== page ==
In early 2016 iPrint 2.0 was released with a host of new features one of which was WalkUp printing – and enhanced in iPrint 3.0 earlier this year (see the article What’s New in iPrint? by Punya Mall, in OHM37, 2017/2, p5-9). This eagerly awaited new feature allowed our customers to send print jobs to a virtual queue and then release them to the printer of their choice at the time of their choosing. While this was a powerful feature that many customers eagerly wanted, it did come with some drawbacks. The biggest hurdle for customers was the fact that it required the user to log into a web portal to release a print job.
Fortunately, we quickly released an update that allowed customers to release print jobs via the mobile app. While this update was an improvement, it was still cumbersome to pull out your mobile phone when you wanted to release a print job.
In iPrint 3 we added yet another job release mechanism for WalkUp Printing. Proximity cards using an external RF IDeas Ethernet 241 device. Alongside the release of this feature was an API that allowed other interested partners to also develop solutions to take advantage of WalkUp Printing.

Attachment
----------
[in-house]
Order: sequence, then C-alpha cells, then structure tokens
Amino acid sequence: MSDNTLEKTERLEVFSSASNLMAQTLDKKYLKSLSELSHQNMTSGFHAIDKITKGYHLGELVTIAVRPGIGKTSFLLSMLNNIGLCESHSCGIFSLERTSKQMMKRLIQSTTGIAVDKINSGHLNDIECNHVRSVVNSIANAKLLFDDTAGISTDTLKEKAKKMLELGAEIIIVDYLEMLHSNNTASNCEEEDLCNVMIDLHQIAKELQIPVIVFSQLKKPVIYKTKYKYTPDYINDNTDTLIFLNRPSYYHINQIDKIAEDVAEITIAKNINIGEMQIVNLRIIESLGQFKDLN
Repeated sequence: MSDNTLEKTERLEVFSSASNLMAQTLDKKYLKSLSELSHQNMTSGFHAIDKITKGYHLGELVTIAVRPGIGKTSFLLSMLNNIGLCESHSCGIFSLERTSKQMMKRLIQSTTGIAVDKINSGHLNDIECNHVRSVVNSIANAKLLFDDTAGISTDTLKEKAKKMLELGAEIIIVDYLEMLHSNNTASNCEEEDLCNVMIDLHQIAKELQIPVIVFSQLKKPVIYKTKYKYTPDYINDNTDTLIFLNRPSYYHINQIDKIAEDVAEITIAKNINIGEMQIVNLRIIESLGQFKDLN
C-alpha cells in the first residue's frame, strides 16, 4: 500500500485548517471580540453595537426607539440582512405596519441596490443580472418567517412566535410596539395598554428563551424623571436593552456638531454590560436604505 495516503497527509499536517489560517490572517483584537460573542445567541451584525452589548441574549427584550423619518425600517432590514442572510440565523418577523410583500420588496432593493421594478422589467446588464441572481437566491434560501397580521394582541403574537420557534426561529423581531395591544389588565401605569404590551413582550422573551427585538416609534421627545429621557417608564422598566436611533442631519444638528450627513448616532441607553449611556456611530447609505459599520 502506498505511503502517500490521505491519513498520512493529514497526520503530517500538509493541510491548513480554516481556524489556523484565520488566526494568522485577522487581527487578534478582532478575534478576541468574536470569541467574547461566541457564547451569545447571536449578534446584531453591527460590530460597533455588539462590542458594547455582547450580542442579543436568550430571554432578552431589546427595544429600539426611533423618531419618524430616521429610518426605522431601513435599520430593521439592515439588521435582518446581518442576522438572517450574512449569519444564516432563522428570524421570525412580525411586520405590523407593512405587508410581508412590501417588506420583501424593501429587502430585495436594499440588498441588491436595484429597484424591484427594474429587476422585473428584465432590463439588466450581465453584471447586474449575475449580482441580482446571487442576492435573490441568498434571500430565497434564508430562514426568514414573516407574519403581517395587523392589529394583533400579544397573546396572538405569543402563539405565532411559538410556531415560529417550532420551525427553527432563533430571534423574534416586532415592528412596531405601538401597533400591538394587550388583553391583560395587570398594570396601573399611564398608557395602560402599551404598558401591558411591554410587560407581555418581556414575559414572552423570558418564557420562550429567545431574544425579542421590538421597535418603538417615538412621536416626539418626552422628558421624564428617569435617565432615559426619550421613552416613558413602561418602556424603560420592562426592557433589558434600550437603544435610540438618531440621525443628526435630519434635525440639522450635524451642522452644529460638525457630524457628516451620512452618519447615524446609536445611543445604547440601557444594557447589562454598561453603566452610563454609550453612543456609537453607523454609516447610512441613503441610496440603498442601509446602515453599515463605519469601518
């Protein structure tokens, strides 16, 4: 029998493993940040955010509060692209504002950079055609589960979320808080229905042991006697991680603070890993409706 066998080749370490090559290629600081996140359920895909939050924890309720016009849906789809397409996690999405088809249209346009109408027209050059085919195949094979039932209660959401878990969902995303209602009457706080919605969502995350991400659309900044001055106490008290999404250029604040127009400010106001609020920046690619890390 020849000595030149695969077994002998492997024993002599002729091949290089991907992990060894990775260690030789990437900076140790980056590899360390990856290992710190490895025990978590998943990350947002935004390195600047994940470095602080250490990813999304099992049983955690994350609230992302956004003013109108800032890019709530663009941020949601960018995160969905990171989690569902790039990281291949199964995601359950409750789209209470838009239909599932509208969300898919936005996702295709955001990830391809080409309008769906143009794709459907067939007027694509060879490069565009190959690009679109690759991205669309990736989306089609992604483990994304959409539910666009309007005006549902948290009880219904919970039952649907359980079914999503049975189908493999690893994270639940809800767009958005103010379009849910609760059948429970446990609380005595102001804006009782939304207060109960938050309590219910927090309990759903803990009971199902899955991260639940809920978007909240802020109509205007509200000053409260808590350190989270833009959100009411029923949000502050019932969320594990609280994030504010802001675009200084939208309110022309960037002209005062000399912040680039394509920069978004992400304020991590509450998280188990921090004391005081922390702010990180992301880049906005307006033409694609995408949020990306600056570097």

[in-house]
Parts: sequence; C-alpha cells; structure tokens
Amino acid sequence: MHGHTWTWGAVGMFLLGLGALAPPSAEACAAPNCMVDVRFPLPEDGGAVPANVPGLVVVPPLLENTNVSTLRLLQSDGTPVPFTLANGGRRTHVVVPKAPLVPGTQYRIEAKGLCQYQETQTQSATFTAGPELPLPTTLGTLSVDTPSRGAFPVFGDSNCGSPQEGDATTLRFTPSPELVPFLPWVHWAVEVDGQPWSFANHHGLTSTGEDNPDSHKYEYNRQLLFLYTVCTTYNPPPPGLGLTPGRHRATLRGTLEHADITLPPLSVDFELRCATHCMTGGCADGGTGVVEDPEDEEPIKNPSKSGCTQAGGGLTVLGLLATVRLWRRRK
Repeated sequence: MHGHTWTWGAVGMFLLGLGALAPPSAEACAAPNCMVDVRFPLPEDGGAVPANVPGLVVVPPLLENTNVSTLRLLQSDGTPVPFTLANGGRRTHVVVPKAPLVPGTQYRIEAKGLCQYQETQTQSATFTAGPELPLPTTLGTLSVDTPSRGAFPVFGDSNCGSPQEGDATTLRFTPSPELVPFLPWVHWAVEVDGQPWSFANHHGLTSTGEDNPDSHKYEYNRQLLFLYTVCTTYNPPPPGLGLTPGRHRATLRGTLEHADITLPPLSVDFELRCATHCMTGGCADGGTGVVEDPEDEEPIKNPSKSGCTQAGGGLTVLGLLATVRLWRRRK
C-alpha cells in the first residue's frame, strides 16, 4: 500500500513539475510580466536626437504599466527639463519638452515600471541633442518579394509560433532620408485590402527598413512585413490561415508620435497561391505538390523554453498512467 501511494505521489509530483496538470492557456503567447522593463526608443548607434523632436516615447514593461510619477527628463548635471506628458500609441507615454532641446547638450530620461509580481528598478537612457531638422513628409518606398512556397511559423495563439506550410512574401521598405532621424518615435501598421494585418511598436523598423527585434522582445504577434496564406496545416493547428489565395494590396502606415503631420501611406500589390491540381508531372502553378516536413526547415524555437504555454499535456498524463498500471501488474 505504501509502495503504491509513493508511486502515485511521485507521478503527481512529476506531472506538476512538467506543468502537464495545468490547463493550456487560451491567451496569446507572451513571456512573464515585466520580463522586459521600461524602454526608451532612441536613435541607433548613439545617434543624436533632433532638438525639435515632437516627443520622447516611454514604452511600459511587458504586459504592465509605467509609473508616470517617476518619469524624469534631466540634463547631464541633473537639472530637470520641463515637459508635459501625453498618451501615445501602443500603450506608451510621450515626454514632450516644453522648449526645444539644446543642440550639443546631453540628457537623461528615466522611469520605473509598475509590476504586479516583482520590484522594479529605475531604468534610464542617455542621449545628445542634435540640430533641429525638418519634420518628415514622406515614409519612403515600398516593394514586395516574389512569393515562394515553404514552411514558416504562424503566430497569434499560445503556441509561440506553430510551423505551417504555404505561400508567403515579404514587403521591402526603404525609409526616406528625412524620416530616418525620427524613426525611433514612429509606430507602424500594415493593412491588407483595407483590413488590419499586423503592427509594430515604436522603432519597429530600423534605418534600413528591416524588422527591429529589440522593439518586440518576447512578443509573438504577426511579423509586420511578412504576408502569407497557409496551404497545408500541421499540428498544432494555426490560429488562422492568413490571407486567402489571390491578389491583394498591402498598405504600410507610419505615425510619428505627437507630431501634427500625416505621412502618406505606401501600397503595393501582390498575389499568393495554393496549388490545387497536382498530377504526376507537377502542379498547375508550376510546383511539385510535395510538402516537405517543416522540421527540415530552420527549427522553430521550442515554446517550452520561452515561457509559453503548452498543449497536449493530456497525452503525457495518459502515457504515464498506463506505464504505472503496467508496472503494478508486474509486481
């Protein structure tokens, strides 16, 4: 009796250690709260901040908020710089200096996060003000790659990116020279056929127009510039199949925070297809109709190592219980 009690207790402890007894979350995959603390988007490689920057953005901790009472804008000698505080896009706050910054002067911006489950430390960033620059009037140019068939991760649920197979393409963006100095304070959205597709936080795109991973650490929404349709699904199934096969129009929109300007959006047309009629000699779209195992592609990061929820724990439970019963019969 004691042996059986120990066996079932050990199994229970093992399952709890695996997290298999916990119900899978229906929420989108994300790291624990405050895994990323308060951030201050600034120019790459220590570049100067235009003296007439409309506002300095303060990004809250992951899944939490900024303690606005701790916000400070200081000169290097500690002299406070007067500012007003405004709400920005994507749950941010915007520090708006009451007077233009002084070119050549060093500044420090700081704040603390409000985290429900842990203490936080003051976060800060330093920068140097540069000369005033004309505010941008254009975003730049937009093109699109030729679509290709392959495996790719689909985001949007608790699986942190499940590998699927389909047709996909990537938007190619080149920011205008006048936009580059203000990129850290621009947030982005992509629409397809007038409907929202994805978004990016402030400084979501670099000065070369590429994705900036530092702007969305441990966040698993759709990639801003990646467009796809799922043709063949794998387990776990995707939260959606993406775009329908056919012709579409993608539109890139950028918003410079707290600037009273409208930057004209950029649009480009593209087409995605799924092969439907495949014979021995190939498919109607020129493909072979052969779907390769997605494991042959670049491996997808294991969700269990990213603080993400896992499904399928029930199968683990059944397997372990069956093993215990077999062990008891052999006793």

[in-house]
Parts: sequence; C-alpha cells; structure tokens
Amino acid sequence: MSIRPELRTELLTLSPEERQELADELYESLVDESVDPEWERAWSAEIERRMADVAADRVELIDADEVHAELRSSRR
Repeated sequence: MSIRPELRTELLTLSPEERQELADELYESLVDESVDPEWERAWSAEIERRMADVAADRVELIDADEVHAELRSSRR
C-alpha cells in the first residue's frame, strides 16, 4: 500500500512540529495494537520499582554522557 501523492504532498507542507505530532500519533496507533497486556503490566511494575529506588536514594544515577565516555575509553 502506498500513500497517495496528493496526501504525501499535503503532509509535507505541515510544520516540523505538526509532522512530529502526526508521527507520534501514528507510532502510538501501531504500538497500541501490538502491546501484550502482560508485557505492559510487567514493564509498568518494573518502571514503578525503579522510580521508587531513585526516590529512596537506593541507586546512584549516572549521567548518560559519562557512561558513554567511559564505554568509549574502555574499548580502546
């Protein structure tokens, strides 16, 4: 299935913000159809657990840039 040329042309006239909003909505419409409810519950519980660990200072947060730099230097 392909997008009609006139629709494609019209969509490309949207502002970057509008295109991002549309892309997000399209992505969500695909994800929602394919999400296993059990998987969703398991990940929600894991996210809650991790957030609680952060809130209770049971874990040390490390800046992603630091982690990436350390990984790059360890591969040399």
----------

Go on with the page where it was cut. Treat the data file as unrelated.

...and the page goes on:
One such partner is Apulse Technical Communication Co., Ltd. (ATC, sna.com.tw)). ATC first came to my attention when a customer sought a mechanism to use PIN codes to release print jobs. Now the ATC iPrint Card Reader is an all-in-one device specifically designed for the Micro Focus iPrint Appliance.
ATC’s device has a numeric keypad and a card reader and supports both. It fits the bill perfectly. I reached out to Doctor Hung (firstname.lastname@example.org) from ATC, and he was gracious enough to provide me with a test device. I’ve been having a lot of fun testing the unit since receiving it and thought I’d share some experiences with you.
Before getting too far ahead of ourselves, we need to take care of a few basics first. Let’s take a look at some of the iPrint setup that you will need.
This article was first published in OHM Issue 38 (2017/3), p11-14.
Lothar Wegner is based in North America and has worked as a Systems engineer for Novell?micro Focus for over 19 years on File and Networking solutions and the Collaboration portfolio. He is responsible for the upkeep of the Utopia standardised demos and MODS (the Micro Focus Online Demo System).